TDRS spacecraft pass system level reviews

February 22, 2010

NASA's Tracking and Data Relay Satellite (TDRS) K-L program completed its Critical Design Review (CDR) and Production Readiness Review (PRR) in El Segundo, Calif. on Feb. 19.

The CDR and PRR bridge the design and manufacturing stages of the TDRS program. With the successful completion of this review, Boeing Space Intelligence Systems will proceed with assembly of the K and L satellites.

NASA's Tracking and Data Relay Satellite System (TDRSS) consists of eight in-orbit communication satellites stationed at geosynchronous altitude and the ground stations located at the White Sands Complex near Las Cruces, New Mexico, and at Guam. The system is capable of providing coverage to user for up to 100 percent of each orbit.

When the K and L satellites join the TDRS on-orbit constellation, they will provide critical voice, video, mission payload data, and health and safety data relay services to Earth-orbiting spacecraft. "The K-L series of spacecraft are critical for ensuring the continued availability of high bandwidth communications necessary for the success of NASA missions, such as the , the , and a host of launch vehicles," said TDRS Project Manager Jeff Gramling at NASA's Goddard Space Flight Center in Greenbelt, Md.

NASA project, program, headquarters officials, and independent review team members participated in reviews that evaluated the TDRS K-L spacecraft, ground, and mission design, including spacecraft assembly and systems integration, testing and safety requirements.

"Successfully completing these reviews is an important milestone," said Pete Vrotsos, Space Communication and Navigation (SCaN) Network Services Director at NASA Headquarters in Washington. "These new spacecraft will enable NASA to replenish aging TDRSS spacecraft and maintain the outstanding level of communications services to NASA and the nation."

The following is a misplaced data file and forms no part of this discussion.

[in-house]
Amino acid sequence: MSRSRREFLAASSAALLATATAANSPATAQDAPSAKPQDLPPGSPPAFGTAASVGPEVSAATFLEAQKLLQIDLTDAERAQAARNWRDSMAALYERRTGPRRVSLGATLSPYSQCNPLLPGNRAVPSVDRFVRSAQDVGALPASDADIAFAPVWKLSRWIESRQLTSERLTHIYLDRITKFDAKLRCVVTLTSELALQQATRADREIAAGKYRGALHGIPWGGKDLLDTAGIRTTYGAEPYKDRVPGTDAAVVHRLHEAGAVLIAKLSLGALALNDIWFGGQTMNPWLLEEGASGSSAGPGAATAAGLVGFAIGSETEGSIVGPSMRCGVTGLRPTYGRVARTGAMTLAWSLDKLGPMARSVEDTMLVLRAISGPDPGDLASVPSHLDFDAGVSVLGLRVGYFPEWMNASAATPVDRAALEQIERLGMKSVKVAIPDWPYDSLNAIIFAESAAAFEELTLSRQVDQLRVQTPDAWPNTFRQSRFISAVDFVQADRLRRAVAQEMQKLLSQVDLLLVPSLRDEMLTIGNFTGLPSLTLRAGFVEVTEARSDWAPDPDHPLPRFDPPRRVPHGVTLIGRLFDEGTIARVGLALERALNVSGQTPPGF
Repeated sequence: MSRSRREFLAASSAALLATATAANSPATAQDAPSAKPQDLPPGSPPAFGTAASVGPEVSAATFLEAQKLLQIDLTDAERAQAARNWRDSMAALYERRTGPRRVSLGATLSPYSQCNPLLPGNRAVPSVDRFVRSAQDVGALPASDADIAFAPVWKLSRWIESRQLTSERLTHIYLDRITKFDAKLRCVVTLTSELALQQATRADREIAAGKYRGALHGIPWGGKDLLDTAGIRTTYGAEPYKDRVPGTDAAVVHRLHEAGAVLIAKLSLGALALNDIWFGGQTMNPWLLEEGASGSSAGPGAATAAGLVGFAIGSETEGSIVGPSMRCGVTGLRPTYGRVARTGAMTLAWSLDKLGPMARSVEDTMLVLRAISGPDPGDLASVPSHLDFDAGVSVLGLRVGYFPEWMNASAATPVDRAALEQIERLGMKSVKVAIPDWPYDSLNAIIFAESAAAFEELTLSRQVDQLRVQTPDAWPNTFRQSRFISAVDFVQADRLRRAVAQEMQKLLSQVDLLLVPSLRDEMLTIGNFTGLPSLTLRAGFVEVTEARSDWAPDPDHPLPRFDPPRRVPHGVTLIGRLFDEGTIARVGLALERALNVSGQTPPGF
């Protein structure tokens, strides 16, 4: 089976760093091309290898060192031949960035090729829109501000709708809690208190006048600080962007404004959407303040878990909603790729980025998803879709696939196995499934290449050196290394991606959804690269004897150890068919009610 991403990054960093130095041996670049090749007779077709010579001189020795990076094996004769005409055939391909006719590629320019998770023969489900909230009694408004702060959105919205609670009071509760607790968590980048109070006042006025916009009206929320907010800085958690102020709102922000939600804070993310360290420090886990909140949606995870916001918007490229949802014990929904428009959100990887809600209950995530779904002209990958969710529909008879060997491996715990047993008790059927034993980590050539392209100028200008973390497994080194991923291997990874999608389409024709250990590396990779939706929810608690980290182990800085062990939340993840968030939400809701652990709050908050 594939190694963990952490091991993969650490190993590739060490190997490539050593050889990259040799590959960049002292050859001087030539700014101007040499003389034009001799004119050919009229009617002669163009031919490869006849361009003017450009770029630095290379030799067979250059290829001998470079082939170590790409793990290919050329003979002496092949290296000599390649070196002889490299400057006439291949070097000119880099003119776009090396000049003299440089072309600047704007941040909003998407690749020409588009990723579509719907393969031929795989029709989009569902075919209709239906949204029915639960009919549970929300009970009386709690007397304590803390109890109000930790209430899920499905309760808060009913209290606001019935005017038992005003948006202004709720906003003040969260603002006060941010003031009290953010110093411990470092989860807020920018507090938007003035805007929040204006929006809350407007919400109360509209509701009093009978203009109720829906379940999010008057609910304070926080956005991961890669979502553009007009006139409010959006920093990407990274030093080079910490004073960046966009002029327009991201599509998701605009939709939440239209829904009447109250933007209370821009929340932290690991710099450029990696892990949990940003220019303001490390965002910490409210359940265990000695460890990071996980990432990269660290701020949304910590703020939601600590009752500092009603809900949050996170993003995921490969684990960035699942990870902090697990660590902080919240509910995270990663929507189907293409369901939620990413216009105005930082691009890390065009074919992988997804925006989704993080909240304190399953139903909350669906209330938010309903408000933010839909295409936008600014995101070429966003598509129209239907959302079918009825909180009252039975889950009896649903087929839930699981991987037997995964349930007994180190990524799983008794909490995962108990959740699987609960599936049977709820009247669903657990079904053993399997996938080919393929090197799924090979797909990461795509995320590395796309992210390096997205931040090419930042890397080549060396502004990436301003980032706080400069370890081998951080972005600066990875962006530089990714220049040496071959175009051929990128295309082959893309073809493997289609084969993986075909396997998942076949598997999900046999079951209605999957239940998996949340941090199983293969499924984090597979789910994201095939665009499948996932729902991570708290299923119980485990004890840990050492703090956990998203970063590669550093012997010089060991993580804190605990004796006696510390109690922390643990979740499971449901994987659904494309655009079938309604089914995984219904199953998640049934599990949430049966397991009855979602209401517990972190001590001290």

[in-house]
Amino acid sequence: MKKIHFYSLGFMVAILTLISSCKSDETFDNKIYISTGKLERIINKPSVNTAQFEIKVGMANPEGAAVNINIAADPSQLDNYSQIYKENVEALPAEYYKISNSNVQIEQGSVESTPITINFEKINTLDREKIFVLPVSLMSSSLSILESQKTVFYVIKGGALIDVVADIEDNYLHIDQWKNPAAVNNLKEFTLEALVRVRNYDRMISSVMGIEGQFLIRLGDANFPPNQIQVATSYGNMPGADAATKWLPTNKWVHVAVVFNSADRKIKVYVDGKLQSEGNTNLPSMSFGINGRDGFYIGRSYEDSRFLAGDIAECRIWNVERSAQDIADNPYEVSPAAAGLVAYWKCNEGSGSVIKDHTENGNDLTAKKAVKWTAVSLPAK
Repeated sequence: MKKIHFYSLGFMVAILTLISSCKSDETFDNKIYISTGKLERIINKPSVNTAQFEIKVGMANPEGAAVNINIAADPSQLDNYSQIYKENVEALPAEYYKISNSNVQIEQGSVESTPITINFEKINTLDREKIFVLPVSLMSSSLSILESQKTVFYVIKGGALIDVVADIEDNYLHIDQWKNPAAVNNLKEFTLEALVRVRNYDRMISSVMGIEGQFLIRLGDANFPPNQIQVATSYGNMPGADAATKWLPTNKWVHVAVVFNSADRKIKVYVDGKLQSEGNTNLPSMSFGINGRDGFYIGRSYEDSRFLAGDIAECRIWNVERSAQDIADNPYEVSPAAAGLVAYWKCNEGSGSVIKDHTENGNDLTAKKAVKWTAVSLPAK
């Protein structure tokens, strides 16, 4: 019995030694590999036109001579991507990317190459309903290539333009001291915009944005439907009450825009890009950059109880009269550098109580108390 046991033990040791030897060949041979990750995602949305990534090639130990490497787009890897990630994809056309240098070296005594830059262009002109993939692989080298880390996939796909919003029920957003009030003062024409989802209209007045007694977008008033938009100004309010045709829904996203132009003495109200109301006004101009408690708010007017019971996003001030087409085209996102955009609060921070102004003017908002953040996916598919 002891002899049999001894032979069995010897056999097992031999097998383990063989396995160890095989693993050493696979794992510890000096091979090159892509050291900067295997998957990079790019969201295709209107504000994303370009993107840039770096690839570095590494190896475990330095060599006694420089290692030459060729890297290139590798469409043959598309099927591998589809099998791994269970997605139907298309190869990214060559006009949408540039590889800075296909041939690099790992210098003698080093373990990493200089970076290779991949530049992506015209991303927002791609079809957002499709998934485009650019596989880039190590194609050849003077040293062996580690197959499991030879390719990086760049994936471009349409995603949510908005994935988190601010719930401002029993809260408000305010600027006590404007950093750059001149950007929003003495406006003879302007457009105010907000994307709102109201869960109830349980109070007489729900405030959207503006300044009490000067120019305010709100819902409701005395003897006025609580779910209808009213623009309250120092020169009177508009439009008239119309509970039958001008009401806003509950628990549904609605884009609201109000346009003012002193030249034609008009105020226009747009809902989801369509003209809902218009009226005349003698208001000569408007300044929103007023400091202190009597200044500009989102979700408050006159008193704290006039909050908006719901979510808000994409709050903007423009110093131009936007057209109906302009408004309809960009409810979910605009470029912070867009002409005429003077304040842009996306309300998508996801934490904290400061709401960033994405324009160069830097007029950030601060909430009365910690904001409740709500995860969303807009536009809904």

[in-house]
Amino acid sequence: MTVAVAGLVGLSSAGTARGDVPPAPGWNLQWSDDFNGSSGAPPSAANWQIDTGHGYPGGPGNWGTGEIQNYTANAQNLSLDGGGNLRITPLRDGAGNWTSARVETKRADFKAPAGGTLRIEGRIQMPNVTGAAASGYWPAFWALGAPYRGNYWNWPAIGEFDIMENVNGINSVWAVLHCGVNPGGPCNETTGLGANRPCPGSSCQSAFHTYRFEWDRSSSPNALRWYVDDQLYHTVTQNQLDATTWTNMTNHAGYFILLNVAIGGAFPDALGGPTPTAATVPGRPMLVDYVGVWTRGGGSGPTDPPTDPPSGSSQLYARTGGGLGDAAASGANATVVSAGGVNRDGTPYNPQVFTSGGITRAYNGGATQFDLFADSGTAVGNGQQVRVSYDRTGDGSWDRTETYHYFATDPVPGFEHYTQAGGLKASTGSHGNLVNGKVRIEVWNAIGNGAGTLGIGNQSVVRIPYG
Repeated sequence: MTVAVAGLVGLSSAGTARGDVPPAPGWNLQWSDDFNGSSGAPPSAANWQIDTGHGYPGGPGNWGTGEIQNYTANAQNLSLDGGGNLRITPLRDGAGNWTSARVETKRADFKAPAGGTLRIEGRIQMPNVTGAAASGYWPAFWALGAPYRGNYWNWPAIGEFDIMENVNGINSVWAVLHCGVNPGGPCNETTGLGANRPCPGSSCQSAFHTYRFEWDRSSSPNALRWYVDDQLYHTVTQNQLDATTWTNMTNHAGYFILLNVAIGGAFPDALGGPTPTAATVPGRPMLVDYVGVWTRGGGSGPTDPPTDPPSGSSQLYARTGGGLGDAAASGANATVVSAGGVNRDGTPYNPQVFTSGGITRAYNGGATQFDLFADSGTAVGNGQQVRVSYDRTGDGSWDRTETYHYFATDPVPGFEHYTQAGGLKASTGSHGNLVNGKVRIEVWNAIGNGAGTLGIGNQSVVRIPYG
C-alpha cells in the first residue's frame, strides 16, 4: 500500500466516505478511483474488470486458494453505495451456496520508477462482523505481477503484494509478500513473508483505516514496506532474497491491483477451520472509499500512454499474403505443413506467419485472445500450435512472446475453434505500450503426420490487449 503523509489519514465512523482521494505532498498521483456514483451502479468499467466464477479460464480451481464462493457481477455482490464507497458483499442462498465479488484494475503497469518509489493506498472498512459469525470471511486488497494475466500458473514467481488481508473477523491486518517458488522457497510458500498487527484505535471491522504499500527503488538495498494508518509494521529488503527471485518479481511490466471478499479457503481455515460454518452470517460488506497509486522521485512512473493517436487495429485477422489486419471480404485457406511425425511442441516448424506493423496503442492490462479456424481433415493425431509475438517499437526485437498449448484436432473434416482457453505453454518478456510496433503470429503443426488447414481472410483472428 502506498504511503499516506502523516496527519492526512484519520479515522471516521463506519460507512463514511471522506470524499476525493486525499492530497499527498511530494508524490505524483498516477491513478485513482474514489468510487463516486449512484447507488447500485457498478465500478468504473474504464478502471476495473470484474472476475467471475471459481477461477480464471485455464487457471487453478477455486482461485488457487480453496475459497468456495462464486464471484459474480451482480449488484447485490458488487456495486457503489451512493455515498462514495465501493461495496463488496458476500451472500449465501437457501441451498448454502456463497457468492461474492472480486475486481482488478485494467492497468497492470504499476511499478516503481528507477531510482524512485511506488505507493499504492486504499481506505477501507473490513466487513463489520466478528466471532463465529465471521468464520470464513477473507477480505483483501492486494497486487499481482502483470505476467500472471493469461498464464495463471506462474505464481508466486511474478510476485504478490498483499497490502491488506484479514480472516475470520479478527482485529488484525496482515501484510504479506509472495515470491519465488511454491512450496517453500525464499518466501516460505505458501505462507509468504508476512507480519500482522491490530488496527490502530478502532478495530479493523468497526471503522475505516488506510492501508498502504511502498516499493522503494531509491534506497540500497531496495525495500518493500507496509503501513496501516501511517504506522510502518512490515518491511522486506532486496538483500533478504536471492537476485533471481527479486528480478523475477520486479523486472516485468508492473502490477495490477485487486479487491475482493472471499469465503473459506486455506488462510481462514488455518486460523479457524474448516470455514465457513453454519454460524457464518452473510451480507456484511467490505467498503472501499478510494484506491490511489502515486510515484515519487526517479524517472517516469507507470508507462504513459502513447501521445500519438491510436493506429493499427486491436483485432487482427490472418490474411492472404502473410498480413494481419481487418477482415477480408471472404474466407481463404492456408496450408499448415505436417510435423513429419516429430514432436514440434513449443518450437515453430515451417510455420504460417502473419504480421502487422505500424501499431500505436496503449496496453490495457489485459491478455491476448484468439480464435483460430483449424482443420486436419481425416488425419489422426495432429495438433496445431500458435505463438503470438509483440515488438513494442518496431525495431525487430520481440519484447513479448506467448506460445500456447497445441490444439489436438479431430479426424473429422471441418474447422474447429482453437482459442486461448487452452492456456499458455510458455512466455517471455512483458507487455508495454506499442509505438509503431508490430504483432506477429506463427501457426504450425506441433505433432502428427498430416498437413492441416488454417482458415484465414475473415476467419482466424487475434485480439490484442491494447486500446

TDRS K and L are the 11th and 12th satellites, respectively, to be built for TDRSS, which was established in 1983 to replace NASA's worldwide network of ground tracking stations.

The TDRS Project Office at Goddard manages the TDRS K development and launch program. Goddard's Exploration and Space Communications Division manages the operation of the TDRS System (the Space Network). The SCaN Office within the Space Operations Mission Directorate at NASA Headquarters has programmatic responsibility for communications and navigation services required by NASA missions, provided by the Near Earth Network, the Deep Space Network and the geosynchronous Space Network.

Explore further: NASA, NOAA set to launch new environmental satellite

Related Stories

NASA, NOAA set to launch new environmental satellite

May 4, 2005

NASA is set to launch the new National Oceanic and Atmospheric Administration (NOAA) Polar-orbiting Operational Environmental Satellite (POES), another critical link in the development of a global Earth-observation program. The ...

Sophisticated weather satellite rockets into orbit

June 28, 2009

( -- The latest Geostationary Operational Environmental Satellite, GOES-O, soared into space today after a successful launch from Space Launch Complex 37 at the Cape Canaveral Air Force Station in Florida.

Recommended for you

Earth might have hairy dark matter

November 23, 2015

The solar system might be a lot hairier than we thought. A new study publishing this week in the Astrophysical Journal by Gary Prézeau of NASA's Jet Propulsion Laboratory, Pasadena, California, proposes the existence of ...

The hottest white dwarf in the Galaxy

November 25, 2015

Astronomers at the Universities of Tübingen and Potsdam have identified the hottest white dwarf ever discovered in our Galaxy. With a temperature of 250,000 degrees Celsius, this dying star at the outskirts of the Milky ...

Scientists detect stellar streams around Magellanic Clouds

November 23, 2015

(—Astronomers from the University of Cambridge, U.K., have detected a number of narrow streams and diffuse debris clouds around two nearby irregular dwarf galaxies called the Magellanic Clouds. The research also ...


Please sign in to add a comment. Registration is free, and takes less than a minute. Read more

Click here to reset your password.
Sign in to get notified via email when new comments are made.